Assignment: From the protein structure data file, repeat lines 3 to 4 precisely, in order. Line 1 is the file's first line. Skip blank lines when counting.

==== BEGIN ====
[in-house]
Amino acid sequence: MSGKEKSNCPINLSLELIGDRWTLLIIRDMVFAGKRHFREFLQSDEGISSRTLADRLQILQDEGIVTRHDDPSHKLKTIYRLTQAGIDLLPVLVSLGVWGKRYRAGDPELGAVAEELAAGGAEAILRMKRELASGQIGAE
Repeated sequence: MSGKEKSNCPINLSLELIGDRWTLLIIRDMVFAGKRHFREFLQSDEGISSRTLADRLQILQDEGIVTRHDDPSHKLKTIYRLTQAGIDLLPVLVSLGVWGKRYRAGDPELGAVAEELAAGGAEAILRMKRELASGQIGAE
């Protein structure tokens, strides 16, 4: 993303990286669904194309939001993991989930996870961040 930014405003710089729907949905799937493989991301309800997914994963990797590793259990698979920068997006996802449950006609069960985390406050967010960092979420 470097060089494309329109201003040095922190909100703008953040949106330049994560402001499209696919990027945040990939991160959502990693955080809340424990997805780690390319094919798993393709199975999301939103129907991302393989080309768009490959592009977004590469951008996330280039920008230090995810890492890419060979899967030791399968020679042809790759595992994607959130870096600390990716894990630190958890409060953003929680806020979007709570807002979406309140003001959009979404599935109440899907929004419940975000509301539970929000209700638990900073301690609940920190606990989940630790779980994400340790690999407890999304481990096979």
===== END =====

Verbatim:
Repeated sequence: MSGKEKSNCPINLSLELIGDRWTLLIIRDMVFAGKRHFREFLQSDEGISSRTLADRLQILQDEGIVTRHDDPSHKLKTIYRLTQAGIDLLPVLVSLGVWGKRYRAGDPELGAVAEELAAGGAEAILRMKRELASGQIGAE
């Protein structure tokens, strides 16, 4: 993303990286669904194309939001993991989930996870961040 930014405003710089729907949905799937493989991301309800997914994963990797590793259990698979920068997006996802449950006609069960985390406050967010960092979420 470097060089494309329109201003040095922190909100703008953040949106330049994560402001499209696919990027945040990939991160959502990693955080809340424990997805780690390319094919798993393709199975999301939103129907991302393989080309768009490959592009977004590469951008996330280039920008230090995810890492890419060979899967030791399968020679042809790759595992994607959130870096600390990716894990630190958890409060953003929680806020979007709570807002979406309140003001959009979404599935109440899907929004419940975000509301539970929000209700638990900073301690609940920190606990989940630790779980994400340790690999407890999304481990096979």